Rubio Wrote Letter Of Recommendation For Brother-In-Law Without Disclosing Relationship
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As the Republican Majority Whip in the Florida House of Representatives, Marco Rubio wrote a glowing letter of recommendation to help his brother-in-law, a convicted cocaine trafficker, get a real estate license. The letter, published today by the Washington Post, does not mention Rubio's relationship to Orlando Cicilia, a conflict of interest the Florida Division of Real Estate deserved to know when considering the recommendation.
The letter was written on Rubio's official, taxpayer funded House stationery that impressively states: Florida House of Representatives, Representative Marco Rubio, House Majority Whip. The majority whip is one of the top leadership positions.
"I have known Mr. Cicilia for over 25 years," Rubio wrote. "I recommend him for licensure without reservation."
"If I can be of further assistance in this matter, please do not hesitate to contact me," the letter concludes.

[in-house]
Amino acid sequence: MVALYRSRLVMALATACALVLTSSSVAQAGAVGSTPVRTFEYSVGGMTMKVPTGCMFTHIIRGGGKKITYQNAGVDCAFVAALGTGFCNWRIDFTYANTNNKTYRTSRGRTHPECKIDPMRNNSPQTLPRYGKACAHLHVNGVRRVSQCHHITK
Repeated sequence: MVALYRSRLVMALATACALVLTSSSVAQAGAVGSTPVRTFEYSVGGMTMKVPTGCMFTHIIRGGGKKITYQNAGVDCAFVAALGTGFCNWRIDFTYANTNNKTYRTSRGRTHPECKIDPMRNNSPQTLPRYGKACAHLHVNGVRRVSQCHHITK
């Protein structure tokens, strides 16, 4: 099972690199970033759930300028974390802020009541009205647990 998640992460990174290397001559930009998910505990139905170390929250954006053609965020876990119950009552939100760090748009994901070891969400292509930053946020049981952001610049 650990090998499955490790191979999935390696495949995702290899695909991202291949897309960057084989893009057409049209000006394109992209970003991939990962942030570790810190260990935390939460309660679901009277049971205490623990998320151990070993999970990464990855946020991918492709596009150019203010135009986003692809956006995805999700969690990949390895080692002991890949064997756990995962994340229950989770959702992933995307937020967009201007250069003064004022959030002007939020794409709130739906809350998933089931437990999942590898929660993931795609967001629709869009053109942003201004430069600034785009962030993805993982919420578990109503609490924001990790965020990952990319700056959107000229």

Rubio's brother-in-law had been out of jail just 20 months when he recommended him. His campaign manager told the Post that Rubio "believed Orlando should be judged on his own merits and felt it would be highly inappropriate, and could be perceived as exerting undue pressure, if his letter stated that Orlando was a relative."
The Post reports the letter "offers a glimpse of Rubio using his growing political power to assist his troubled brother-in-law and provides new insight into how the young lawmaker intertwined his personal and political lives." The paper adds, "Rubio did not disclose in the letter that Cicilia was married to his sister, Barbara, or that the former cocaine dealer was living at the time in the same West Miami home as Rubio’s parents."
Cicilia, according to the Post, "was convicted in a high-profile 1989 trial of distributing $15 million worth of cocaine. The federal government seized Cicilia’s home; the money has never been found."
The Post also notes the budget of the Florida Real Estate Commission "is controlled by the Florida legislature, where Rubio wielded considerable influence."